TWENTY-THIRD SUNDAY IN ORDINARY TIME – SEPTEMBER 8, 2013 – WHAT DO WE PRAY FOR?
What does God want of us? How do we know? Do we find out while praying like King Solomon did as recorded in today’s first scripture reading? What are Bashar al-Assad and Barack Obama praying for? What about us? How do we seek the counsel of God?
Solomon was asking God about his duties as the King of Israel. He then prayed for wisdom and a holy spirit. The book of Wisdom was written by a Jew who was encouraging other Jews to take pride in their faith. The central figure in the book is Sophia, Woman Wisdom who is presented to us as a symbol of “God’s power and glory.” 
What a time we live in. There are so many issues to wrestle with not only in our personal lives but in our communities and around the globe. Where is God’s power and glory to be found?
This weekend we have been asked by our bishops to pray and … take action on both the situation in Syria and immigration reform in our country. It would be easy to push these issues aside or ignore them altogether and carry on in our own worlds. Why should I care about the human rights of Syrians or Egyptians in distant lands or the human rights of women, migrants and minorities here in our country?
What did Martin Luther King Jr pray for fifty years ago? A couple of weeks ago we remembered his “I have a dream” speech. We now know that that historic march on Washington was about freedom and equal rights for people of color and dignity for all human beings regardless of race, creed, gender or income. Things still are not right.
The recent anniversary of the 19th amendment on Women’s Equality is another reminder of an elusive dream. It is hard to believe that some big department stores today will not pay women the same wage that they pay men for doing the same work.
And now this weekend we are asked to pray, to seek counsel and the wisdom of God about the conflict in Syria and our broken immigration system. What are we going to do? What do we pray for?
The gospel for today is about discipleship. What does God ask of us? The text attributed to Luke, who never knew Jesus personally, includes two brief parables about the cost of going to war and starting something we cannot finish. The wisdom of this text may be interpreted in this way. It makes no sense to engage in war without first trying to negotiate lasting peace. It makes no sense to start a project without having a way to complete it.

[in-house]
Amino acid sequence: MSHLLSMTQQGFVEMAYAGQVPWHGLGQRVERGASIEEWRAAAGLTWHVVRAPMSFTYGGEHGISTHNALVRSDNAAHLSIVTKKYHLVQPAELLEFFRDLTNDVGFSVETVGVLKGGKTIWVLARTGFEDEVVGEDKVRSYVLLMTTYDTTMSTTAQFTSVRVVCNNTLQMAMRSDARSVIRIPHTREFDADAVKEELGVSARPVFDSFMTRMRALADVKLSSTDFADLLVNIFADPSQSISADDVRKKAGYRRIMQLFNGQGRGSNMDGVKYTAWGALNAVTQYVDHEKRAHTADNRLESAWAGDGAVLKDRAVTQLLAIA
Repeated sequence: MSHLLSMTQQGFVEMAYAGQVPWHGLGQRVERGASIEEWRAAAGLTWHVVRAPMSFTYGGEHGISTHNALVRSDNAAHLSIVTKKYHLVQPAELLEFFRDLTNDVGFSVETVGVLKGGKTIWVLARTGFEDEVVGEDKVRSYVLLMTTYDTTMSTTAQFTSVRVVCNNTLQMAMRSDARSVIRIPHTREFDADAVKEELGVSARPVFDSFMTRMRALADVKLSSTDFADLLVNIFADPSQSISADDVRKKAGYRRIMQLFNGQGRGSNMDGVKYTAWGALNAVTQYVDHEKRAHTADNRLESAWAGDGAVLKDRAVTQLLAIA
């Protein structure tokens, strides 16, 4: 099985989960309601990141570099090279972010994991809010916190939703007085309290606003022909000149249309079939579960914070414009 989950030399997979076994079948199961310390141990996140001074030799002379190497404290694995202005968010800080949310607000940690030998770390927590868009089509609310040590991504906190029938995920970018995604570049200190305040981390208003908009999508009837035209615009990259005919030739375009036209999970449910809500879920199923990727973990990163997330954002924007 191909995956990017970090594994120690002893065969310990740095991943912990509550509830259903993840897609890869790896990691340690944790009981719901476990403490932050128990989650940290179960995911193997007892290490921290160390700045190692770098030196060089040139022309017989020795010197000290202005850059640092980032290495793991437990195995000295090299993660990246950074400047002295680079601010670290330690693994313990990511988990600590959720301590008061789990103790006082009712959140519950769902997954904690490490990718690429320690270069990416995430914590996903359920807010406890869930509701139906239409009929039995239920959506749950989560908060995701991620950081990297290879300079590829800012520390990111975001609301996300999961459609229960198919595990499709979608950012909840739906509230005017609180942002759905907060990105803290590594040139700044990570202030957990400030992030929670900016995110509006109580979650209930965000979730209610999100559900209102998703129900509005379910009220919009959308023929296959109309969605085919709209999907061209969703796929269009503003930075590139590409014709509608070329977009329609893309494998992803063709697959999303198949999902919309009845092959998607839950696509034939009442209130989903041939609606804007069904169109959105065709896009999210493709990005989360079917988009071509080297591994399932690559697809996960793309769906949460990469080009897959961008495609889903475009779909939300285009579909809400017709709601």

And so it is with the collective wisdom about Syria, a foreign land, and the immigration laws in our land. Regarding Syria, Pope Francis, bishop of Rome, asks us to fast, pray and act wisely so that all efforts to promote clear initiatives for peace in Syria, are always based on dialogue and negotiation. 
Regarding immigration. The American bishops  and the Leadership Conference of Women Religious also are asking us to fast, pray and act wisely to bring about a change in our attitudes about migrant workers, to foster moral courage among elected leaders as they prepare to vote, and to advocate for migrants in our own communities. 
It is still not too late to contact your elected leaders in the Senate and House to let them know what you think on both of these issues.
To be a disciple of Christ is to make a commitment to work tirelessly for the common good. Last Wednesday evening here in our church Bishop Howard Hubbard inspired and challenged us.  He said the role of the laity, and the clergy, is not only to be involved in their own parishes but to be proactive in the larger community. This is what it means to live as a Christian, he said. That is Bishop Hubbard’s wisdom, his prayer for the church. It is ours as well.
That is why “St. Vincent’s on a Mission” is such an important program — just three weekends away. It is an invitation to spread our ministerial wings into the larger community … beyond the walls of our church buildings. We can make a difference!
For fifty years we have been saying that liturgy is the source and summit of all we do. So … we gather here every week to bless God and become mindful of each other’s needs. We do so in a spirit of humility and justice. In his prayer King Solomon wanted to know what he should do as king of Israel. Our collective prayer is a source of wisdom and power that gives us strength to make the right decisions in our lives and the lives of others. What does God want us to do?
1 Tobin, Thomas in Attridge, Harold W. (Ed.) The Harper Collins Study Bible NRSV (San Francisco: Harper) 1989, p. 1350
2 Vatican Information Service 9/6/13, Year XXII, No. 168
5 Speaking at the St. Bernard’s School of Theology and Ministry Convocation, St. Vincent de Paul Church, Albany, NY